The Ministry of Home Affairs (MHA) has asked Parliament to extend by five years the operation of a law that allows suspected criminals to be detained without trial.
The Criminal Law (Temporary Provisions) (Amendment) Bill was introduced for its first reading in Parliament on Tuesday (9 January). MHA said that it sought to provide greater clarity in the scope of the Criminal Law (Temporary Provisions) Act (CLTPA), and clarify the powers of the Minister under the Act.
“The Act provides for the maintenance of public safety, peace and good order through the detention and supervision of persons associated with activities of a criminal nature, via the issuance of Detention Orders (DOs) or PSOs (Police Supervision Orders),” said an MHA press release on Tuesday (9 January).
It added that the powers under the Act have been used “judiciously”, and only in cases where prosecution in Court was not possible, for example, when witnesses were unwilling to give evidence in Court due to fear of reprisals.
Background to the Act
The Criminal Law (Temporary Provisions) Act or CLTPA allows for the detention of suspected criminals without trial, if it is in the interests of “public safety, peace and good order”. Individuals can be detained up to a year and this has to be reviewed annually.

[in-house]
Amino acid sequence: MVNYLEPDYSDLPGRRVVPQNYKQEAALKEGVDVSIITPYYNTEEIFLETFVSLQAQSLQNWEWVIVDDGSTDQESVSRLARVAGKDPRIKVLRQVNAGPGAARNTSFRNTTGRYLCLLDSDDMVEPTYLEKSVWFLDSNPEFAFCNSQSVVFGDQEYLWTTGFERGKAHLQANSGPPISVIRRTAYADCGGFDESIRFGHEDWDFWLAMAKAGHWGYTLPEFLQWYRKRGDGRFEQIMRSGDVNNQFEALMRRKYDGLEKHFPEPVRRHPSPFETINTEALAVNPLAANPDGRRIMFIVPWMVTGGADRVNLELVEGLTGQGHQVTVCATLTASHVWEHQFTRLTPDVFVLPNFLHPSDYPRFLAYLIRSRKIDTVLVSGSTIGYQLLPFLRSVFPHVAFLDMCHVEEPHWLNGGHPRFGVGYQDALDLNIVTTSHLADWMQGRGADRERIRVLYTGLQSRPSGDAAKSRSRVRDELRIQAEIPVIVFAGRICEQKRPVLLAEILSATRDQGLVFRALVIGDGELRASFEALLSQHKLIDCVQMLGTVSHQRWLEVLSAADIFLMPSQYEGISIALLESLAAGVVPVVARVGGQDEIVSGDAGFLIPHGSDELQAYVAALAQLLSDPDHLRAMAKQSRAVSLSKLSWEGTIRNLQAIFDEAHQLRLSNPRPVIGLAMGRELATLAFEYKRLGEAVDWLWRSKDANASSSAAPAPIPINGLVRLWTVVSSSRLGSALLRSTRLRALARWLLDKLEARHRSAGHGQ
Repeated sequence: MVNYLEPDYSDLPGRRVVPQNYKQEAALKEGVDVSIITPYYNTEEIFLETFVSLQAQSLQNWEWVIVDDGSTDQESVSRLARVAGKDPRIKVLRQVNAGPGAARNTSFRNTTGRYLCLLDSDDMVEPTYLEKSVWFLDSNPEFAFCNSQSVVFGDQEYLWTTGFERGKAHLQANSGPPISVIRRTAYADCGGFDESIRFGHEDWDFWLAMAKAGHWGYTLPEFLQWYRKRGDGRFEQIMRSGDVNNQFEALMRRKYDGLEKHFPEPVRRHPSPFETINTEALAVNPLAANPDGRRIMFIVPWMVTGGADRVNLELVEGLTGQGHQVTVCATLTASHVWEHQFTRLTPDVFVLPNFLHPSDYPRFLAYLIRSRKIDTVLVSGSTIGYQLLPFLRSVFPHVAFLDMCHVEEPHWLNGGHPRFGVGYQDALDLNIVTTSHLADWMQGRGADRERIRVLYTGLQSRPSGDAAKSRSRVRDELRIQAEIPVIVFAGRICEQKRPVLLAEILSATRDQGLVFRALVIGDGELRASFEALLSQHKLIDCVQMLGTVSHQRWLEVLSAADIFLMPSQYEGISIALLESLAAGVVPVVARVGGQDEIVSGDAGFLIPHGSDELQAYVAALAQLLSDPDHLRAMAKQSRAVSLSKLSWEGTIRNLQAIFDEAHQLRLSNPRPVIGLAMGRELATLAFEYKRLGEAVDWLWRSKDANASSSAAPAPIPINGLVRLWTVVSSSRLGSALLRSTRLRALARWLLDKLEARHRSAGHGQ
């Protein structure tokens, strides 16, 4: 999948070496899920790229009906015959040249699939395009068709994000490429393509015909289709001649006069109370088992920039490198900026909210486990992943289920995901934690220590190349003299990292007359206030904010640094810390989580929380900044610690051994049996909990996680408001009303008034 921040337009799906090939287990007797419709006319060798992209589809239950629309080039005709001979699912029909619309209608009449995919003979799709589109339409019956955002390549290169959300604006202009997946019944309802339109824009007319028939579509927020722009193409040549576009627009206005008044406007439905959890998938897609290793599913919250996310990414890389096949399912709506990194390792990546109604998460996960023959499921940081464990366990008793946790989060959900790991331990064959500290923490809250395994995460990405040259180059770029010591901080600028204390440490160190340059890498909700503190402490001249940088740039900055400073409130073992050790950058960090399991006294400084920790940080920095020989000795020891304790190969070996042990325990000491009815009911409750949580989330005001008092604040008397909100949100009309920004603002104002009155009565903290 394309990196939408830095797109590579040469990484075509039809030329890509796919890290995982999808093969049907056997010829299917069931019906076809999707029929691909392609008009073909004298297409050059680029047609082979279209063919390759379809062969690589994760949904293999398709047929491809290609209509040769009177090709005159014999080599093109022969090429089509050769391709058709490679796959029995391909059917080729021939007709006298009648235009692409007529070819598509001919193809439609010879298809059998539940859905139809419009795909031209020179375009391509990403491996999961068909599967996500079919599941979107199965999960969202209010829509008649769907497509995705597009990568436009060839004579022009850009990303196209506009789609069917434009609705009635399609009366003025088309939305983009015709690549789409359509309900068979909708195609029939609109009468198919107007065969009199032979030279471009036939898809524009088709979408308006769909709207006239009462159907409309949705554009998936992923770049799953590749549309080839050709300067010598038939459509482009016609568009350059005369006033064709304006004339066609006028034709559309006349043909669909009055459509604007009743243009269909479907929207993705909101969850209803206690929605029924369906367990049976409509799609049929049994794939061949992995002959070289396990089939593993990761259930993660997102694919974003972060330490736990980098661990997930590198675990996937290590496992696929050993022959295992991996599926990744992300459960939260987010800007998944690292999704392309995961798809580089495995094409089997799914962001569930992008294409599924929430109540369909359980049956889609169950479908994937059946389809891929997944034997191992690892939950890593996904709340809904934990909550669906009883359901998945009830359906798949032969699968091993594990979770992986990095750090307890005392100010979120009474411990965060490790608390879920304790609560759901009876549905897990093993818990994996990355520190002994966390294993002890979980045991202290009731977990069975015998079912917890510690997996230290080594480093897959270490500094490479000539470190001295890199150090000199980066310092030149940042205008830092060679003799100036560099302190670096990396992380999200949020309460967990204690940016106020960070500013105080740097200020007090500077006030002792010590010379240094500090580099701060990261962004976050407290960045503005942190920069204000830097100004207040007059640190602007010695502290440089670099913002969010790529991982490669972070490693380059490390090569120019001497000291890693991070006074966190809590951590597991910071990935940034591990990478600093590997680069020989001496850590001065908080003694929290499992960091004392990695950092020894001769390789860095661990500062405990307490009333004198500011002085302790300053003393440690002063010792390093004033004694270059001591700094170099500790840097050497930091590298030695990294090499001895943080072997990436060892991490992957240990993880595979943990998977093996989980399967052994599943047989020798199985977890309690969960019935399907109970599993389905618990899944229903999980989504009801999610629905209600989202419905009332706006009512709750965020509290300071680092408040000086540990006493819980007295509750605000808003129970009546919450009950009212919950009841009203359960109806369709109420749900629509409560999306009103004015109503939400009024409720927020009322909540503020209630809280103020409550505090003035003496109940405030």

The Act lapses every five years unless it is renewed. It was promulgated in 1955 and has been extended 13 times, most recently in October 2013.
Among other applications, it has been used to deal with people associated with secret societies as well as organised criminal groups such as drug trafficking and loansharking syndicates.
The Bill seeks to extend the CLTPA for another five years with effect from 21 October 2019. Its goal is also to restrict the powers of the Minister by clarifying the scope of criminal activities under the Act.
Among the types of criminal activity that the Home Affairs Minister can order detentions or police supervision for are unlicensed moneylending, drug trafficking, murder and human trafficking.
“The Act remains an essential and effective legal instrument in our fight against secret societies, drug traffickers and syndicated crimes, and continues to be relevant for the maintenance of public safety, peace and good order in Singapore,” said the release.
It stressed that the Act also contains substantial safeguards for the issuance of DOs and PSOs, such as requiring the Public Prosecutor’s consent before any such orders can be issued by the Minister.
Each DO and PSO is also reviewed by an independent Advisory Committee, which comprises prominent private citizens including Justices of the Peace, former judges and senior lawyers.
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